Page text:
For example, if a voter from Oberland chooses the FBP as their party of choice, and then chooses 4 candidates from the VU, 2 candidates from the FBP, and 1 candidate from the DU, then the party votes that this voter has cast are 4 for the VU, 1 for the DU, and 10 for the FBP (by virtue of the 2 votes for candidates from this party and the 8 remaining, empty candidate votes). Likewise, if an Unterland voter chooses DU as their party of choice, then casts 18 votes for the same FBP candidate and a vote for each of 2 VU candidates, then this voter’s party votes are counted as 1 for the FBP (since only 1 FBP candidate was selected), 2 for the VU, and 7 for the DU due to the 7 remaining candidate votes.

Note that it is impossible for a voter to cast votes for any party other than the one listed at the top of their ballot without selecting the requisite number of candidates from that party. This has been criticized by some as restricting the freedom of voters to choose multiple parties while refraining from supporting at least 1 particular candidate.

Also keep in mind that a maximum of 1 vote can be cast for each candidate by a single voter, and thus it would be impossible for a given voter to cast multiple votes for a single candidate. Especially because parties may not nominate a full slate in a given district since the party usually desires maximum influence on the candidates elected and because it is unlikely for the party to win a very large majority of seats that they had not anticipated, voters who support just one party have complained that their influence is diminished because they can only support the candidates their party has nominated and thus their remaining votes would only count as party votes and not also candidate votes.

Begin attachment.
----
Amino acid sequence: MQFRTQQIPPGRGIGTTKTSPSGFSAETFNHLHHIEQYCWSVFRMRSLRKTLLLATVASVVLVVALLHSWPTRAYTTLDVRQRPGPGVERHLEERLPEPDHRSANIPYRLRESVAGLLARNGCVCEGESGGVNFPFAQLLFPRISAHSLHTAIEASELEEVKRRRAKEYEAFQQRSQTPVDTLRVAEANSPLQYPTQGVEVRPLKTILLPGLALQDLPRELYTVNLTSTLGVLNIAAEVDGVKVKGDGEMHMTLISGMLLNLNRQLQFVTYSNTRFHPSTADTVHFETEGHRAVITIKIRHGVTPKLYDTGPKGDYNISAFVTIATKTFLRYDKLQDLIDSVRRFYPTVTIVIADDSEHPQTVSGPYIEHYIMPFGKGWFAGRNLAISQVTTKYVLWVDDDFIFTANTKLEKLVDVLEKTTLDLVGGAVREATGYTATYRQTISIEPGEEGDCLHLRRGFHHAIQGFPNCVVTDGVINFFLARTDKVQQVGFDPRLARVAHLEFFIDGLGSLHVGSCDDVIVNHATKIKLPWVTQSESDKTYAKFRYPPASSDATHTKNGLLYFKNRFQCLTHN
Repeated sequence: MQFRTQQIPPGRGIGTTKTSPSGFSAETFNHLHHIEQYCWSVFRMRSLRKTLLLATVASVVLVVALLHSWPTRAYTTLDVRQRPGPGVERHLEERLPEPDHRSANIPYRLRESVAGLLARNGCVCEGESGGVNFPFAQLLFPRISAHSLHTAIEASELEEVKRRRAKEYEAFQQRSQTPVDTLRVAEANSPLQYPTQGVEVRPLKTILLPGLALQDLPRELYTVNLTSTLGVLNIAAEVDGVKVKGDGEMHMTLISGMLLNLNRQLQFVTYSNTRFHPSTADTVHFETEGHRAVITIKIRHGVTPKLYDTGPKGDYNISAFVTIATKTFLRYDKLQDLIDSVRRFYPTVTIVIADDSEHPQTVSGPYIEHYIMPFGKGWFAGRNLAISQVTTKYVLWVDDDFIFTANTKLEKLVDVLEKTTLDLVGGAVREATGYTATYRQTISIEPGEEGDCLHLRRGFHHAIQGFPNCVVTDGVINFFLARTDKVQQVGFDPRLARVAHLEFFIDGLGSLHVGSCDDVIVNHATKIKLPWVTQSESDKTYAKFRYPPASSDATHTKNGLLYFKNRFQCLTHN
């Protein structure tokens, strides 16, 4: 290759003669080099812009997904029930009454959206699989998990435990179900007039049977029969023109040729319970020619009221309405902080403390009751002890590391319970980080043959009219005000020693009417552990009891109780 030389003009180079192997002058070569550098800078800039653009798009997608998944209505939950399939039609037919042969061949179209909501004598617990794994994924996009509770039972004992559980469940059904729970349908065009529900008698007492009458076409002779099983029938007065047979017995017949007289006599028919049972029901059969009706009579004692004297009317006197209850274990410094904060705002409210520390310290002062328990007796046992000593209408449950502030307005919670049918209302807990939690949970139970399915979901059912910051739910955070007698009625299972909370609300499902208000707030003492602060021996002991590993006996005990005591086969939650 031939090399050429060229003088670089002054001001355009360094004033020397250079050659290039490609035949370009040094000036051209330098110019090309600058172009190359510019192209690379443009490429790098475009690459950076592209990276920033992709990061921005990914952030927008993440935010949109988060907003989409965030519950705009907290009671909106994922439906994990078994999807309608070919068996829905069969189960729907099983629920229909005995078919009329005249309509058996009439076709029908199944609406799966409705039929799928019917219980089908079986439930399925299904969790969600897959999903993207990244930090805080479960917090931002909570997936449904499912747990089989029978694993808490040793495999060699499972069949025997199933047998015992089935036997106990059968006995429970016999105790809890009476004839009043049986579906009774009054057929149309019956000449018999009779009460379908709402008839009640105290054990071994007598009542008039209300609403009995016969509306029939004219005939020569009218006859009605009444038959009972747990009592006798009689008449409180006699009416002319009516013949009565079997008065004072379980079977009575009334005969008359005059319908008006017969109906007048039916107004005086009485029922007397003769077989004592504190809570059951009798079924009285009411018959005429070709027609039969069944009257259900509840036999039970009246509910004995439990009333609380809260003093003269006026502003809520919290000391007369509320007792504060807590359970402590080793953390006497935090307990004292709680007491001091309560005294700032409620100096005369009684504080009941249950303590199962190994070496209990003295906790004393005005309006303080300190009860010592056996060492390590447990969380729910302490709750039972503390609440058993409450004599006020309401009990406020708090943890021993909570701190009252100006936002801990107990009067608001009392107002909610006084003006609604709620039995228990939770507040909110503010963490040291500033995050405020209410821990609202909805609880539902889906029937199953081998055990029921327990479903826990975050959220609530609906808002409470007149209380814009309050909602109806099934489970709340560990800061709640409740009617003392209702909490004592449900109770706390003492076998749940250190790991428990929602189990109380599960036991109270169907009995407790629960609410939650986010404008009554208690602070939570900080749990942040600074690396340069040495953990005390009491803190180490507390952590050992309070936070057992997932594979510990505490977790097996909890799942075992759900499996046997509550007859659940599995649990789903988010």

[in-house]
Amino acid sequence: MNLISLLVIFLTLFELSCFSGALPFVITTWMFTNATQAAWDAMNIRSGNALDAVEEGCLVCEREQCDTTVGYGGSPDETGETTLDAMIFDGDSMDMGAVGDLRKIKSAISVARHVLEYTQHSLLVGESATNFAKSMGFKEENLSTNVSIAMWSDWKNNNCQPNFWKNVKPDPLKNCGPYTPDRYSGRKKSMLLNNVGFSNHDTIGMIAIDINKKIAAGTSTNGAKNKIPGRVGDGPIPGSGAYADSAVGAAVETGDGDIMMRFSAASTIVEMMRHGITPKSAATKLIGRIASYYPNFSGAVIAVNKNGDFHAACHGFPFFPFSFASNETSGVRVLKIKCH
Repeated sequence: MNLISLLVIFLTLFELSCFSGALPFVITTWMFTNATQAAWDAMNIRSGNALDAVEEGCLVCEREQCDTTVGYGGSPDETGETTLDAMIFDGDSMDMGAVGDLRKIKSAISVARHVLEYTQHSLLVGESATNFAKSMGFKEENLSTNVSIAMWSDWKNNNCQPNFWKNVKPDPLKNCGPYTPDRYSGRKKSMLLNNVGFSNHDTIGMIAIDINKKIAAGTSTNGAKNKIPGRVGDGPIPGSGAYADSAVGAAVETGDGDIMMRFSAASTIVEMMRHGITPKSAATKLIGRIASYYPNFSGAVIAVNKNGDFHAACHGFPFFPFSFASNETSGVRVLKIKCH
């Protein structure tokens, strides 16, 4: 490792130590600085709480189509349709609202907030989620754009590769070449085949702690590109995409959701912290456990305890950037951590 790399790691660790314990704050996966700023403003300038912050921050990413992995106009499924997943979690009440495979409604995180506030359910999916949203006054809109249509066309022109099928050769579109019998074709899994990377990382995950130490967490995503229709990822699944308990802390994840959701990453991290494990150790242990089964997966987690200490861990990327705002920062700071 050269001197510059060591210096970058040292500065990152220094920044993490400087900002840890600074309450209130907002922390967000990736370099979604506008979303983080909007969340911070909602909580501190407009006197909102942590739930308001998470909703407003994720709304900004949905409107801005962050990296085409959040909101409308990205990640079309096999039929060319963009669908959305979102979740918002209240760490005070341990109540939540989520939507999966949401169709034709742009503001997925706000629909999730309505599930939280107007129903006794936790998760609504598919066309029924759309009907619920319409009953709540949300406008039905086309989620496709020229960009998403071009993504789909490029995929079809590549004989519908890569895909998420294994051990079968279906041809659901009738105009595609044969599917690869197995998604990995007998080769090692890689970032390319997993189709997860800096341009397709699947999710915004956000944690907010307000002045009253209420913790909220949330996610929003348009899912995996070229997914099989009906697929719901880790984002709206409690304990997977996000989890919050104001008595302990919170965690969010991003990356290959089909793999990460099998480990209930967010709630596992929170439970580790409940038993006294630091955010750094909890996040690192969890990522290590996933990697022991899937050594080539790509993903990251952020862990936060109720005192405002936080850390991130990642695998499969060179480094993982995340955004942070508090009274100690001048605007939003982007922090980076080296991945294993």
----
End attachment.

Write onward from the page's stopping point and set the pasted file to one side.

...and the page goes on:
Additionally as fact, the expected transition by Liechtenstein authorities to new, electronic voting machines could eliminate the possibility of a voter selecting too many candidates, especially if mistakenly believing that they would all be counted and being told that they could only vote for 15 in the Oberland and 10 in the Unterland. The party choice for each voter does not matter if the voter chooses the maximum number of candidates that they are allowed (15 in Oberland and 10 in Unterland) but makes a difference of one party vote if they leave one candidate choice blank, and it counts as two party votes if two are unchecked.